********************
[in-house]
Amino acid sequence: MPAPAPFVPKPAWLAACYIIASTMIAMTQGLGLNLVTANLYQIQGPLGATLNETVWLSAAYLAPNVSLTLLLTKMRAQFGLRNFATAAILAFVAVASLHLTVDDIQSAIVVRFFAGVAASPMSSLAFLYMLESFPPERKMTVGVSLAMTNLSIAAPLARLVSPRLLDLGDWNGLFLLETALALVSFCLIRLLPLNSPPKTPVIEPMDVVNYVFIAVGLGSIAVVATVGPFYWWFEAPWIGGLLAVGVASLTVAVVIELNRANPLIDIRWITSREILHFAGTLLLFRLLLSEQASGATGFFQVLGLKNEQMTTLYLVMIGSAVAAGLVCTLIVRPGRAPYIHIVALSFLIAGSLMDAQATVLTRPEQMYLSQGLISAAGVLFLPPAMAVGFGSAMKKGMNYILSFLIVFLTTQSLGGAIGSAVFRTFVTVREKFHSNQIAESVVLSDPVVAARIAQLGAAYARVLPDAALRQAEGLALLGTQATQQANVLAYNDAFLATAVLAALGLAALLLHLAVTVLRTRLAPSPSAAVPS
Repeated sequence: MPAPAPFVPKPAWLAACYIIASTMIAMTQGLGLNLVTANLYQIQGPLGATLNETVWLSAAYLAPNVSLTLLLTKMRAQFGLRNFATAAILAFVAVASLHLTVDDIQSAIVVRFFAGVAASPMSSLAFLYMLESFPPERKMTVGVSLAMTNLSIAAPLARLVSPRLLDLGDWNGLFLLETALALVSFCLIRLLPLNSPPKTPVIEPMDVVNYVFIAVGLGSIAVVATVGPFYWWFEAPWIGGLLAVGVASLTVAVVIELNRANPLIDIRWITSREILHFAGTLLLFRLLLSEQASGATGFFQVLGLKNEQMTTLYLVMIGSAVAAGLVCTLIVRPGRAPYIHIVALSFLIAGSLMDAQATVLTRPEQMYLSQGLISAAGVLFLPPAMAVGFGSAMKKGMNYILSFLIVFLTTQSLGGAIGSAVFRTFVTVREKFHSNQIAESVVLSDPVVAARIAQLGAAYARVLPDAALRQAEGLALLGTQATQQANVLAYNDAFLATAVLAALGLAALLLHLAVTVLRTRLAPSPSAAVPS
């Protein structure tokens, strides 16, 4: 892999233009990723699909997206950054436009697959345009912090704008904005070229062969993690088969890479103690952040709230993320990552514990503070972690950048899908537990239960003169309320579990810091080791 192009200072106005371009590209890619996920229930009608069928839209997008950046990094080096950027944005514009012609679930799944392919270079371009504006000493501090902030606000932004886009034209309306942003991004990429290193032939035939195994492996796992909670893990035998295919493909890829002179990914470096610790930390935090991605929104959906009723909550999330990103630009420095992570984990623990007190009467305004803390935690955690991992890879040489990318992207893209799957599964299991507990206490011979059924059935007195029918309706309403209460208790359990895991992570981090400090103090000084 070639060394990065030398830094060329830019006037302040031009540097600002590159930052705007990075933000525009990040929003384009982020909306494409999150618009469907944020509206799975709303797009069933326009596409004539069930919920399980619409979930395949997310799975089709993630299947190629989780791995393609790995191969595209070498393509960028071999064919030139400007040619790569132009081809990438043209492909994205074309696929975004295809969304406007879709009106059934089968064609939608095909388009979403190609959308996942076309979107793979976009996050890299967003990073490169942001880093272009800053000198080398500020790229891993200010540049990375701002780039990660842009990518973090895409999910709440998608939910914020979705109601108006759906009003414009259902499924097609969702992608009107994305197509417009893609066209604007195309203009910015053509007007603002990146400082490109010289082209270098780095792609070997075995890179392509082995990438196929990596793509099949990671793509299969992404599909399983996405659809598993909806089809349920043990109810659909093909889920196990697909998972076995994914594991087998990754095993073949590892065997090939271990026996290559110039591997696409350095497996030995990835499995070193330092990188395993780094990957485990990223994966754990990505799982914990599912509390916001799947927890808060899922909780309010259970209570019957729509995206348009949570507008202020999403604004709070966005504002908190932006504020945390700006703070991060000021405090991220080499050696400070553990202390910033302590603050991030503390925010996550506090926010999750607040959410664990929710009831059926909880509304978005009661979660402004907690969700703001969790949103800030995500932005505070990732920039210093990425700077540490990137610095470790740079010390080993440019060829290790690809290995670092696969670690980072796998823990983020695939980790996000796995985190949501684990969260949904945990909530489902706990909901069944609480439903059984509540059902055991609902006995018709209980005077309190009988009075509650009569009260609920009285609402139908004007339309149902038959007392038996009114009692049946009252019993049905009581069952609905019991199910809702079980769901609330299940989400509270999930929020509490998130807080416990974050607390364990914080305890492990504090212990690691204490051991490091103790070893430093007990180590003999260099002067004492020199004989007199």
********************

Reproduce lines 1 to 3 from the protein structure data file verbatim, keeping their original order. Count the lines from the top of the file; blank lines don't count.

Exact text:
[in-house]
Amino acid sequence: MPAPAPFVPKPAWLAACYIIASTMIAMTQGLGLNLVTANLYQIQGPLGATLNETVWLSAAYLAPNVSLTLLLTKMRAQFGLRNFATAAILAFVAVASLHLTVDDIQSAIVVRFFAGVAASPMSSLAFLYMLESFPPERKMTVGVSLAMTNLSIAAPLARLVSPRLLDLGDWNGLFLLETALALVSFCLIRLLPLNSPPKTPVIEPMDVVNYVFIAVGLGSIAVVATVGPFYWWFEAPWIGGLLAVGVASLTVAVVIELNRANPLIDIRWITSREILHFAGTLLLFRLLLSEQASGATGFFQVLGLKNEQMTTLYLVMIGSAVAAGLVCTLIVRPGRAPYIHIVALSFLIAGSLMDAQATVLTRPEQMYLSQGLISAAGVLFLPPAMAVGFGSAMKKGMNYILSFLIVFLTTQSLGGAIGSAVFRTFVTVREKFHSNQIAESVVLSDPVVAARIAQLGAAYARVLPDAALRQAEGLALLGTQATQQANVLAYNDAFLATAVLAALGLAALLLHLAVTVLRTRLAPSPSAAVPS
Repeated sequence: MPAPAPFVPKPAWLAACYIIASTMIAMTQGLGLNLVTANLYQIQGPLGATLNETVWLSAAYLAPNVSLTLLLTKMRAQFGLRNFATAAILAFVAVASLHLTVDDIQSAIVVRFFAGVAASPMSSLAFLYMLESFPPERKMTVGVSLAMTNLSIAAPLARLVSPRLLDLGDWNGLFLLETALALVSFCLIRLLPLNSPPKTPVIEPMDVVNYVFIAVGLGSIAVVATVGPFYWWFEAPWIGGLLAVGVASLTVAVVIELNRANPLIDIRWITSREILHFAGTLLLFRLLLSEQASGATGFFQVLGLKNEQMTTLYLVMIGSAVAAGLVCTLIVRPGRAPYIHIVALSFLIAGSLMDAQATVLTRPEQMYLSQGLISAAGVLFLPPAMAVGFGSAMKKGMNYILSFLIVFLTTQSLGGAIGSAVFRTFVTVREKFHSNQIAESVVLSDPVVAARIAQLGAAYARVLPDAALRQAEGLALLGTQATQQANVLAYNDAFLATAVLAALGLAALLLHLAVTVLRTRLAPSPSAAVPS